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M. Bakri Musa

Seeing Malaysia My Way

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Location: Morgan Hill, California, United States

Malaysian-born Bakri Musa writes frequently on issues affecting his native land. His essays have appeared in the Far Eastern Economic Review, Asiaweek, International Herald Tribune, Education Quarterly, SIngapore's Straits Times, and The New Straits Times. His commentary has aired on National Public Radio's Marketplace. His regular column Seeing It My Way appears in Malaysiakini. Bakri is also a regular contributor to th eSun (Malaysia). He has previously written "The Malay Dilemma Revisited: Race Dynamics in Modern Malaysia" as well as "Malaysia in the Era of Globalization," "An Education System Worthy of Malaysia," "Seeing Malaysia My Way," and "With Love, From Malaysia." Bakri's day job (and frequently night time too!) is as a surgeon in private practice in Silicon Valley, California. He and his wife Karen live on a ranch in Morgan Hill. This website is updated twice a week on Sundays and Wednesdays at 5 PM California time.

Sunday, March 12, 2006

The Bold and The Predictable - Exchanges with Din Merican

The Bold and The Predictable: Exchanges with Din Merican

A Reaction to Brendan Pereira

Dear Bakri:

I am sure you have read Brendan Pereira’s latest weekend column, “Plain Talk” (The New Sunday Times, March 5, 2006). He asserted that “…Malaysians saw the bold and the predictable take center stage.” That was just too much for me. Frankly, I am tired of the endless spin and lack of candor in our public discourse, as exemplified by Brendan’s latest piece.

In his usual sycophantic mode, he praises our Prime Minister for being “bold” in choosing “a politically punishing path.” The reality is that over the nearly three years of his Administration, Abdullah is anything but bold. He has yet to demonstrate any sense of direction or urgency about where he wants to take our nation. To Brendan, that is bold, but I call it “chicken.” Just look at the recent Cabinet reshuffle.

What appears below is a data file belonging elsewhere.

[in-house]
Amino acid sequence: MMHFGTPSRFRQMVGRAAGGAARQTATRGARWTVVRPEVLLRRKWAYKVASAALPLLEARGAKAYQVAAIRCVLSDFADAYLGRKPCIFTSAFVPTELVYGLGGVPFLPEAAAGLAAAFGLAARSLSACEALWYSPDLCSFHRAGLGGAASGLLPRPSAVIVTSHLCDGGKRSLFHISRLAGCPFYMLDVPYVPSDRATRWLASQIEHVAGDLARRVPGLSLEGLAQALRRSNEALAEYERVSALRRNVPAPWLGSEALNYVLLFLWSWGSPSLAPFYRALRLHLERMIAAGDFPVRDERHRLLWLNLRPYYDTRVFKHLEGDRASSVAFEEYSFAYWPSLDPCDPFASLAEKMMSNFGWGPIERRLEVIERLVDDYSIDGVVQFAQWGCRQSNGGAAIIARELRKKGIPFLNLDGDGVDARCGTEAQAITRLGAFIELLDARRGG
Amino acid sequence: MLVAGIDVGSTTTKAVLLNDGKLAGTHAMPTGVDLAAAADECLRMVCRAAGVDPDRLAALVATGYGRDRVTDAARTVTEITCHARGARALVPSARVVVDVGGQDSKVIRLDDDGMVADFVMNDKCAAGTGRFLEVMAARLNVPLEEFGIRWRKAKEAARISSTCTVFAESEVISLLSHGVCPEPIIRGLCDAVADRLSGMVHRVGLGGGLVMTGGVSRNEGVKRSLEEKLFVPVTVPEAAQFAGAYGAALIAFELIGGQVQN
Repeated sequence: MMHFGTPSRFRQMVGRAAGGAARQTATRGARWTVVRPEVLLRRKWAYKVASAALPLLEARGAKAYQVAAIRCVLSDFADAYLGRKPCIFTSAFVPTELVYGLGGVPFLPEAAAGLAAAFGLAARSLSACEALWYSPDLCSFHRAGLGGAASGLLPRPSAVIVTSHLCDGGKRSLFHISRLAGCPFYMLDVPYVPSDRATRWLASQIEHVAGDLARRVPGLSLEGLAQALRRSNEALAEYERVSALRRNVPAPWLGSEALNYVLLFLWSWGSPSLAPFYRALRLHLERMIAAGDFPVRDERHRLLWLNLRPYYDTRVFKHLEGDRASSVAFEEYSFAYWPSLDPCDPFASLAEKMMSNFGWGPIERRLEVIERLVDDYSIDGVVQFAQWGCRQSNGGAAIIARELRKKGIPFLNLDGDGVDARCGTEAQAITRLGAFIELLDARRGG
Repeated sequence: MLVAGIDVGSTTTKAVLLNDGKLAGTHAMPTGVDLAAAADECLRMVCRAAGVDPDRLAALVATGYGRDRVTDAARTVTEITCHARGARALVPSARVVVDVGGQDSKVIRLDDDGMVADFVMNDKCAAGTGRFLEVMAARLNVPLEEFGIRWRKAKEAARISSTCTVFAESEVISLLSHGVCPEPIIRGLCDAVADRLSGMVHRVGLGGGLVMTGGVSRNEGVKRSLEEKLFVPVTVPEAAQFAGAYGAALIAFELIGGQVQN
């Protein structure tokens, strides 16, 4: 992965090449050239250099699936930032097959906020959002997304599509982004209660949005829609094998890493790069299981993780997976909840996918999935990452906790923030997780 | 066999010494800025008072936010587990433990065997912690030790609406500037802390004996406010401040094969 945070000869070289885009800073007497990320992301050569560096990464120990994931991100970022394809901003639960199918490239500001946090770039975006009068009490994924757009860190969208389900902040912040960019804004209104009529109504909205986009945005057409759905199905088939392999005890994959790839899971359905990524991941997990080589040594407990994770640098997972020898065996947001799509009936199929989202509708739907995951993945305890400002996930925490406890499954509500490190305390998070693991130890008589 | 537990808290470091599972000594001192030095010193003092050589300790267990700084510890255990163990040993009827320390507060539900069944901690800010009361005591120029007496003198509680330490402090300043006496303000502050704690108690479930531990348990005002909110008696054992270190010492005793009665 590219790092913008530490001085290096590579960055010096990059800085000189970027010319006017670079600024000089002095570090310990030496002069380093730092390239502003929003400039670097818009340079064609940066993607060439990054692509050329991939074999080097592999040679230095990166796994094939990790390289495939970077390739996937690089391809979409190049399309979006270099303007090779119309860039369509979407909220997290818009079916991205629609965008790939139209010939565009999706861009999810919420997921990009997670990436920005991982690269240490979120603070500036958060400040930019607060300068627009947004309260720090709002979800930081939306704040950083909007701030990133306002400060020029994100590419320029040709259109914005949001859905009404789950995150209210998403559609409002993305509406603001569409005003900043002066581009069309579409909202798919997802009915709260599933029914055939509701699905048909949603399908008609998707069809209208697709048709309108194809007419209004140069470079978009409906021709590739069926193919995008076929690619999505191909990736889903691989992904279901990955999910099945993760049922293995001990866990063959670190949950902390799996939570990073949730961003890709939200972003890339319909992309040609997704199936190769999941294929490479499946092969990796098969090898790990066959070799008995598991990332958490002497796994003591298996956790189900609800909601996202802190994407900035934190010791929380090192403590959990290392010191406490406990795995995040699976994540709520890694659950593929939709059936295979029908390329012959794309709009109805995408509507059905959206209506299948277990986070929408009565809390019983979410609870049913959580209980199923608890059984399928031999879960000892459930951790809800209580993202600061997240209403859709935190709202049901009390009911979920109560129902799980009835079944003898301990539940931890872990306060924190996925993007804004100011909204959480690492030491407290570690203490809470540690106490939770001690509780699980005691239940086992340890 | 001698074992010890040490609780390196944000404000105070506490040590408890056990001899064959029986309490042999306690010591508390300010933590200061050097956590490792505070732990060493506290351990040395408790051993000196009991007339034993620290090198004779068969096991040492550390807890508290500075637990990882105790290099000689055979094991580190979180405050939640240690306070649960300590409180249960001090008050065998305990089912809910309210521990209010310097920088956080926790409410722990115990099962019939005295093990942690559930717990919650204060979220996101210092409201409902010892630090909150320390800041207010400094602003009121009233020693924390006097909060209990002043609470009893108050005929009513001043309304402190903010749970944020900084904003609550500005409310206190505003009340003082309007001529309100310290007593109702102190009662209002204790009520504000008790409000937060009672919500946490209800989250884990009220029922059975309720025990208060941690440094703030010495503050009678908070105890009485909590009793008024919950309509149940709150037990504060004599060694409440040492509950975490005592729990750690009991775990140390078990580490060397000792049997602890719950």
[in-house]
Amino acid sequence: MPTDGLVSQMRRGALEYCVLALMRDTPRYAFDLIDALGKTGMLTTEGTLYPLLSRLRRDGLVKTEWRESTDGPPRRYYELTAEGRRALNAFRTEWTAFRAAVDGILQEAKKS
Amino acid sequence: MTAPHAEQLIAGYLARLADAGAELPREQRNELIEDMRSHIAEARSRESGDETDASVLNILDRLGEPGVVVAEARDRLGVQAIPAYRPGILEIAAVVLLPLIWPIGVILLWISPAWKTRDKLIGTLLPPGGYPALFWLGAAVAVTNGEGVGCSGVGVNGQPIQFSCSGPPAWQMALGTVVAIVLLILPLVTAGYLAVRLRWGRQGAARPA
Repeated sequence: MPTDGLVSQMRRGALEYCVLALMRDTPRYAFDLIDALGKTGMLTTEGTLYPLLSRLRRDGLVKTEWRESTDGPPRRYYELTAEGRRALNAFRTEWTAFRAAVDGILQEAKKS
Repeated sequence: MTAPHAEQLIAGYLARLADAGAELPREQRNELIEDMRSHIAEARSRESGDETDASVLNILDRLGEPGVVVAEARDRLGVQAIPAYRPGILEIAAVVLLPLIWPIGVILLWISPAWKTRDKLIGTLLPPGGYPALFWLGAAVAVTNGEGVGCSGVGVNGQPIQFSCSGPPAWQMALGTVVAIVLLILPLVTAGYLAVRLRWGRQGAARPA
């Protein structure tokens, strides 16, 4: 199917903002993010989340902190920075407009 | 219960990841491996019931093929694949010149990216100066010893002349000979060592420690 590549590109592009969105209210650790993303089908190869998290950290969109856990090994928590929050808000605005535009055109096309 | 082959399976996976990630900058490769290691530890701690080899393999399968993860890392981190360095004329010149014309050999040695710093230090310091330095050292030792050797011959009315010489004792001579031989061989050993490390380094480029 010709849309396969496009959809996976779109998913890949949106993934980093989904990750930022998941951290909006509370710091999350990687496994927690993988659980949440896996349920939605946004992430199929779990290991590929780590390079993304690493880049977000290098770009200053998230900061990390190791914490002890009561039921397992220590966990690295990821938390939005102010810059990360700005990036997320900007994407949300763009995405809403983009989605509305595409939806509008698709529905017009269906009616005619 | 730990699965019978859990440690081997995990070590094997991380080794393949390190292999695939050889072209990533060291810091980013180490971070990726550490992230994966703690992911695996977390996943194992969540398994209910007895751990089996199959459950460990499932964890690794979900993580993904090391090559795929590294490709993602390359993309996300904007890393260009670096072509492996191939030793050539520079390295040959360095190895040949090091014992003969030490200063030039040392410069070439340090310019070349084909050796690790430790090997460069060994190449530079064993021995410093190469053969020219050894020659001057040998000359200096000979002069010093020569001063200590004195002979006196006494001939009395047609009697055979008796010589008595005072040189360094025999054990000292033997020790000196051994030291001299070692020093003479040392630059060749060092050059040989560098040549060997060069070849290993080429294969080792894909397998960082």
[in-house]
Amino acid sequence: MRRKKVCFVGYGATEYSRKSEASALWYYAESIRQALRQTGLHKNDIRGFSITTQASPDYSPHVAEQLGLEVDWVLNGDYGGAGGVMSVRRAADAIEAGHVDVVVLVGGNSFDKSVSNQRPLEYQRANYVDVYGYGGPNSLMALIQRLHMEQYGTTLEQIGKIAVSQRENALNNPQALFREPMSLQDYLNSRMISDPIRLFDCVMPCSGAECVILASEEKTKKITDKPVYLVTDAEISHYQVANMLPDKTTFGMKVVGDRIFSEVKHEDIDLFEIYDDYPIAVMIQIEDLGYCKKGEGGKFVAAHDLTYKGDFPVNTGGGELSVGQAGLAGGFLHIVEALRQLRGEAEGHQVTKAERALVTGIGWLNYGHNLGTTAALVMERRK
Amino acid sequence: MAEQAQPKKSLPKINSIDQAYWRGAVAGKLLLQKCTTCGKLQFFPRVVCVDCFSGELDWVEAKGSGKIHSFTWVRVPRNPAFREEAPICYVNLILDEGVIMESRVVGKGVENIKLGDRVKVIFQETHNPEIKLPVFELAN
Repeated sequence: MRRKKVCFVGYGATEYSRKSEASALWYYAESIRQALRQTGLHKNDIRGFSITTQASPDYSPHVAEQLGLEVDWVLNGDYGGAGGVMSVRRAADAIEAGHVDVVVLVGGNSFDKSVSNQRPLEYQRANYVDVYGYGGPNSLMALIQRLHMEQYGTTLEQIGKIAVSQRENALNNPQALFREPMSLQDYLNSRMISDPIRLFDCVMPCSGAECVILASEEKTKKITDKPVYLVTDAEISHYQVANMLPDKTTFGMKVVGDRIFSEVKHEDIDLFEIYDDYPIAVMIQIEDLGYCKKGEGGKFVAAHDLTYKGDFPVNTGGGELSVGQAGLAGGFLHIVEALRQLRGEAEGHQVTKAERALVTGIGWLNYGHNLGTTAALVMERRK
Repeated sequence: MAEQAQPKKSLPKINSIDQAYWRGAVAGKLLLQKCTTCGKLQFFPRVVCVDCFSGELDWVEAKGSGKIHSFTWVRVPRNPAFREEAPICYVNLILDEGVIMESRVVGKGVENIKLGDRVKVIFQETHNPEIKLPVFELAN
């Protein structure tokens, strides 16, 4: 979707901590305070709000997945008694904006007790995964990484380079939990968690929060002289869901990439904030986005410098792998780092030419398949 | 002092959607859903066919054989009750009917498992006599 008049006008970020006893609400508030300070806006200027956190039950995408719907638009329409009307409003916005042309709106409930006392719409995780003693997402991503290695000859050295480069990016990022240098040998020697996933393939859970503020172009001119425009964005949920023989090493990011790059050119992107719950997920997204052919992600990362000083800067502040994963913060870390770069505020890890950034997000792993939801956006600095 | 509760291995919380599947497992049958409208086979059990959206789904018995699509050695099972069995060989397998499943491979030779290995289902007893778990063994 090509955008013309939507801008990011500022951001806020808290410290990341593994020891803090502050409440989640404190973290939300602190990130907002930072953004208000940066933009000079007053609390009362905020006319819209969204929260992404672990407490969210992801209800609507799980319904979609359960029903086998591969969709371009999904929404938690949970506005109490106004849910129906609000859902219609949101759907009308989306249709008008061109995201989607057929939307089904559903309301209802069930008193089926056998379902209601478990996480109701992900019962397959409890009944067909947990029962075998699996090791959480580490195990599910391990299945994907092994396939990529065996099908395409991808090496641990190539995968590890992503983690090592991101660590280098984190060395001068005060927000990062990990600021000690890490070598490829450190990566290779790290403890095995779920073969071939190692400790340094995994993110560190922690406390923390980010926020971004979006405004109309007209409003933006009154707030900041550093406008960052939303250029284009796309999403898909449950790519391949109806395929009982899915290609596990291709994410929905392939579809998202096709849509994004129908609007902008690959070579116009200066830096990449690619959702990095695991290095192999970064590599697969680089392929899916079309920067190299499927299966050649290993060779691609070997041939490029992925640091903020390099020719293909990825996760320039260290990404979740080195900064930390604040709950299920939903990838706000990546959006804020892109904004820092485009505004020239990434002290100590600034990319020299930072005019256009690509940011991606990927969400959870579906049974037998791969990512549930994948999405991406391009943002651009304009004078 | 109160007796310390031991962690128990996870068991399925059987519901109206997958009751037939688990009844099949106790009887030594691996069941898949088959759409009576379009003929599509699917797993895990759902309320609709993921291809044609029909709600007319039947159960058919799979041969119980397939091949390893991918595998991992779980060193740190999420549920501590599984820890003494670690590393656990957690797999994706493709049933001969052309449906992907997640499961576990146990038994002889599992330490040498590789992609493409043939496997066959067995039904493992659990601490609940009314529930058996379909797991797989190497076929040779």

We are all fully aware that the era of cheap oil is over. Raising the oil price is therefore not the issue. What surprises Malaysians is the timing, as well as the magnitude of the increase (up 30 cents). Brendan characterizes it as “... Abdullah going down the path of most resistance.” On the contrary, it is foolhardy. The Prime Minister is squandering the massive political capital he garnered in the last general (2004) elections.

The Prime Minister justified his decision by saying that the RM 4 billion in savings would be allocated towards improving public transportation. Will it? Think again.

He also promised Malaysians that there would be no more price hikes for the remainder of this year. He would have to break that promise if crude oil prices, now at USD64+ per barrel, were to increase again. The economic dynamics are there, with the voracious demands from the rapidly expanding economies of China and India, as well the recovering economies of Europe. Combine these with the uncertainties over the political situation in Iraq and Afghanistan, the unrest in Nigeria, and the mounting tensions between the US and the European Union on one side and the Islamic Republic of Iran on the other over that country’s desire to develop nuclear power.